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Creating an Asian Economic Community
Wednesday, 30 March 2011 00:19

Creating an Asian Economic Community offers the prospect boosting the region's economic development, providing mechanisms for tackling common problems, and strengthening Asia's voice on the world stage.  To this end, the Asian Development Bank (ADB) has recently made proposals regarding the institutions that would be necessary for creating such a community.


While Asians will always insist that Europe does not provide a model for a possible Asian Economic Community, the ADB's proposals have a decidely European 'look and feel'.  How realistic and sensible are they?


International trade and investment through production networks have been a big driver of East Asia's economic development.  Over the past decade, they been underpinned by a flurry of free trade trade agreements. 


But apart from these production networks, East Asian economic integration is weak, especially in the areas of finance and migration.  In Central Asia and South Asia, regional integration is particularly weak.  In addition, there are a host of common problems that the region must tackle like natural disasters, climate change and other environmental problems, infectious diseases and infrastructure deficiencies.


This is why the ADB has proposed creating an Asian Economic Community as "a strong, prosperous, outward-looking economic community, regionally integrated yet connected with global markets, and with responsibility and influence to match its economic importance".  This community would involve "a single regional market, connected by integrated infrastructure networks, where trade, investment, and people could move freely, along with closer economic, monetary, and financial cooperation and perhaps even, ultimately, a single currency".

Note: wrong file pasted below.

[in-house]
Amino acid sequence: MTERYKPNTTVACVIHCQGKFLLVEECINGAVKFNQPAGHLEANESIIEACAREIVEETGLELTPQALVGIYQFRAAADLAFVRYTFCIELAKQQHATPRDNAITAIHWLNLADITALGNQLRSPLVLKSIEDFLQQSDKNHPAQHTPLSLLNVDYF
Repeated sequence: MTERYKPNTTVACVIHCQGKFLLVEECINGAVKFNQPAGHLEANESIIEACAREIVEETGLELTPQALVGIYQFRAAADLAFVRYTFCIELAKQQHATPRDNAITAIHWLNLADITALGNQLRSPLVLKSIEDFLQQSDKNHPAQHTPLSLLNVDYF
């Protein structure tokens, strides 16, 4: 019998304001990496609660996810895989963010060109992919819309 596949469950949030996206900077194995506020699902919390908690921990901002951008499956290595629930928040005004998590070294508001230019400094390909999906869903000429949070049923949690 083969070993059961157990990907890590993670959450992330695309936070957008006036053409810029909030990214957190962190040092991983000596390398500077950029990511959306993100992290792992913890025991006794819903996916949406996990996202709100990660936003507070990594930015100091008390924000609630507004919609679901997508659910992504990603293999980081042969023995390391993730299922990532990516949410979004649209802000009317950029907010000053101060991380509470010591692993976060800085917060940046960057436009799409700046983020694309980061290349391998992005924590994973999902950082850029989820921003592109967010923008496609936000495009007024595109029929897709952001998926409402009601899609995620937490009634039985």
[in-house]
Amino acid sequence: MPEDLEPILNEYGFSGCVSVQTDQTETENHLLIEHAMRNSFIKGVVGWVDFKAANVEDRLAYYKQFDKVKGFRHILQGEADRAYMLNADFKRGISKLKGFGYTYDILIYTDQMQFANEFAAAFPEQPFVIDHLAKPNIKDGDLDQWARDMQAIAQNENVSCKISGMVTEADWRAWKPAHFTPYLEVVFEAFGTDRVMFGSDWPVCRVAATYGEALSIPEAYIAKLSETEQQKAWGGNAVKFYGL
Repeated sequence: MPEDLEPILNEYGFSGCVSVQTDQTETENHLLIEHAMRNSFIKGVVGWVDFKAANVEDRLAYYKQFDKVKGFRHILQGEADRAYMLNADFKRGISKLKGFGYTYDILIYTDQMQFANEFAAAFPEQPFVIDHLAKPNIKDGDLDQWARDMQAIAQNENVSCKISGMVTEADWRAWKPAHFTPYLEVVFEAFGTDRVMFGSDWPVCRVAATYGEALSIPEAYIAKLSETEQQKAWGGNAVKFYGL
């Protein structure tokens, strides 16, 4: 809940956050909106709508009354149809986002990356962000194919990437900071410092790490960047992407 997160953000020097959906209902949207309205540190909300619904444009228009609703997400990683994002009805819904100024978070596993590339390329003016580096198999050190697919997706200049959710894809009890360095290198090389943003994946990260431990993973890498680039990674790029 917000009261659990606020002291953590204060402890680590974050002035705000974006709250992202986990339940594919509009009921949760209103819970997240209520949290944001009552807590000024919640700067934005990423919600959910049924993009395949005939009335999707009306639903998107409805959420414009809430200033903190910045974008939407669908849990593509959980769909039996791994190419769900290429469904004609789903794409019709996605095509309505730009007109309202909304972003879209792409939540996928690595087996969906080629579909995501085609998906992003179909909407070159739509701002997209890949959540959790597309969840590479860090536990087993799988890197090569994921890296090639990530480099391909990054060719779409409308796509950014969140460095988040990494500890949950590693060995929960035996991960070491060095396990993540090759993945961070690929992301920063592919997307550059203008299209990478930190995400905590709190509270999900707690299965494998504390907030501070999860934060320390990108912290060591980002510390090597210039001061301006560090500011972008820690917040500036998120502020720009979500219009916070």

According to the ADB, "the creation of such an economic community requires Asia to evole toward a new regional architecture made up of stronger institutions for regional integration (IRI) with greater powers delegated from their member countries and closer links with each other". 


This community is not for today or tomorrow.  It should be an aspiration for the future.  But the ADB offer three sets of recommendations for shaping the Asia's institutional architecture for the creation of an Asian Economic Community.


First, overarching IRIs like ASEAN in Southeast Asia, SAARC in South Asia, PIF in the Pacific, and the Trilateral Summit in North East Asia all need to be strengthened.  "They need to create more effective, autonomous secretariats, equipped with stronger agenda-setting and surveillance powers, adequate financial and human resources, and clear legal mandates; establish clearer and more objective membership rules; develop enhanced decision-making rules; and build stronger links both with each other and with national agencies in order to promote closer integration among Asia's subregions.  At the intraregional level, ASEAN+3 and the East Asia Summit both need to establish a secretariat."